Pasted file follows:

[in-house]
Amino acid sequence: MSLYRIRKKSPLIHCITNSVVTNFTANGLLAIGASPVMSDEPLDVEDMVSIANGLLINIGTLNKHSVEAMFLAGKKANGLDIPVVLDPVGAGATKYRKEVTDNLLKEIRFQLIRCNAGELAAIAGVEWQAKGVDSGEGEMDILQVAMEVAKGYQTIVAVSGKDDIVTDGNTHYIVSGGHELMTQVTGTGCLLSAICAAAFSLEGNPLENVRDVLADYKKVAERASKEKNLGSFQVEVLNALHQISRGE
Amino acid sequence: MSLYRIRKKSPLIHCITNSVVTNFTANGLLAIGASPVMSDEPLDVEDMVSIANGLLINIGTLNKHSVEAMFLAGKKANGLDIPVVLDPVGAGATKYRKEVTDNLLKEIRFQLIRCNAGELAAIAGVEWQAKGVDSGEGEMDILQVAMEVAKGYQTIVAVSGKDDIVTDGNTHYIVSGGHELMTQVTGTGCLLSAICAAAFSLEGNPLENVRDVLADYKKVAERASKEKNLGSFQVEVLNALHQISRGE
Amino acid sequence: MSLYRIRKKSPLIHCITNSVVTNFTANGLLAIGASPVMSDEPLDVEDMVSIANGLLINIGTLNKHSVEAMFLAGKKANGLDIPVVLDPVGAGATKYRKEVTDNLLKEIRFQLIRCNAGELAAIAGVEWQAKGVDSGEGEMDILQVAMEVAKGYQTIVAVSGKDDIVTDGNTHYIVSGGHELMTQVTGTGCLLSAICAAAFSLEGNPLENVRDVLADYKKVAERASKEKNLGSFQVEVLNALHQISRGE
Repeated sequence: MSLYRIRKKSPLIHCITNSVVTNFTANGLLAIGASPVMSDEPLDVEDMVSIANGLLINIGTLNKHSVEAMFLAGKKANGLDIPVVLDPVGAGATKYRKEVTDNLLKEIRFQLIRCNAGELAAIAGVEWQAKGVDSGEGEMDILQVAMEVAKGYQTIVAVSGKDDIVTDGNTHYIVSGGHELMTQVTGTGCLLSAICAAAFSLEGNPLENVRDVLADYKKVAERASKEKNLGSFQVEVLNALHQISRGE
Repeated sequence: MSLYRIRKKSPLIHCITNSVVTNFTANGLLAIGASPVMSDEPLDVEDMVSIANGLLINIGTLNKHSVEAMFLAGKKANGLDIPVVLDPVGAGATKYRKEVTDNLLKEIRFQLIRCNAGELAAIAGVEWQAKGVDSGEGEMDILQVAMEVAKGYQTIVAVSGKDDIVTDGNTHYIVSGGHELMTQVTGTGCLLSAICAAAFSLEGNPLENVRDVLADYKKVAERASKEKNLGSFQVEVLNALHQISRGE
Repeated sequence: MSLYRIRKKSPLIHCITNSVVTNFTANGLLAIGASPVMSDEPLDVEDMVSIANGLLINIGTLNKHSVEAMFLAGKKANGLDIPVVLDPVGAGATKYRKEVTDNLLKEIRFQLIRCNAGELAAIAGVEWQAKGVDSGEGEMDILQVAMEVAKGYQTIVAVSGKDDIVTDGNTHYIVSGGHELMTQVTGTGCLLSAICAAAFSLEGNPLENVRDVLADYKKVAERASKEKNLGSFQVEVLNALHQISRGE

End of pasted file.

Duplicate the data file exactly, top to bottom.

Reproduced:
[in-house]
Amino acid sequence: MSLYRIRKKSPLIHCITNSVVTNFTANGLLAIGASPVMSDEPLDVEDMVSIANGLLINIGTLNKHSVEAMFLAGKKANGLDIPVVLDPVGAGATKYRKEVTDNLLKEIRFQLIRCNAGELAAIAGVEWQAKGVDSGEGEMDILQVAMEVAKGYQTIVAVSGKDDIVTDGNTHYIVSGGHELMTQVTGTGCLLSAICAAAFSLEGNPLENVRDVLADYKKVAERASKEKNLGSFQVEVLNALHQISRGE
Amino acid sequence: MSLYRIRKKSPLIHCITNSVVTNFTANGLLAIGASPVMSDEPLDVEDMVSIANGLLINIGTLNKHSVEAMFLAGKKANGLDIPVVLDPVGAGATKYRKEVTDNLLKEIRFQLIRCNAGELAAIAGVEWQAKGVDSGEGEMDILQVAMEVAKGYQTIVAVSGKDDIVTDGNTHYIVSGGHELMTQVTGTGCLLSAICAAAFSLEGNPLENVRDVLADYKKVAERASKEKNLGSFQVEVLNALHQISRGE
Amino acid sequence: MSLYRIRKKSPLIHCITNSVVTNFTANGLLAIGASPVMSDEPLDVEDMVSIANGLLINIGTLNKHSVEAMFLAGKKANGLDIPVVLDPVGAGATKYRKEVTDNLLKEIRFQLIRCNAGELAAIAGVEWQAKGVDSGEGEMDILQVAMEVAKGYQTIVAVSGKDDIVTDGNTHYIVSGGHELMTQVTGTGCLLSAICAAAFSLEGNPLENVRDVLADYKKVAERASKEKNLGSFQVEVLNALHQISRGE
Repeated sequence: MSLYRIRKKSPLIHCITNSVVTNFTANGLLAIGASPVMSDEPLDVEDMVSIANGLLINIGTLNKHSVEAMFLAGKKANGLDIPVVLDPVGAGATKYRKEVTDNLLKEIRFQLIRCNAGELAAIAGVEWQAKGVDSGEGEMDILQVAMEVAKGYQTIVAVSGKDDIVTDGNTHYIVSGGHELMTQVTGTGCLLSAICAAAFSLEGNPLENVRDVLADYKKVAERASKEKNLGSFQVEVLNALHQISRGE
Repeated sequence: MSLYRIRKKSPLIHCITNSVVTNFTANGLLAIGASPVMSDEPLDVEDMVSIANGLLINIGTLNKHSVEAMFLAGKKANGLDIPVVLDPVGAGATKYRKEVTDNLLKEIRFQLIRCNAGELAAIAGVEWQAKGVDSGEGEMDILQVAMEVAKGYQTIVAVSGKDDIVTDGNTHYIVSGGHELMTQVTGTGCLLSAICAAAFSLEGNPLENVRDVLADYKKVAERASKEKNLGSFQVEVLNALHQISRGE
Repeated sequence: MSLYRIRKKSPLIHCITNSVVTNFTANGLLAIGASPVMSDEPLDVEDMVSIANGLLINIGTLNKHSVEAMFLAGKKANGLDIPVVLDPVGAGATKYRKEVTDNLLKEIRFQLIRCNAGELAAIAGVEWQAKGVDSGEGEMDILQVAMEVAKGYQTIVAVSGKDDIVTDGNTHYIVSGGHELMTQVTGTGCLLSAICAAAFSLEGNPLENVRDVLADYKKVAERASKEKNLGSFQVEVLNALHQISRGE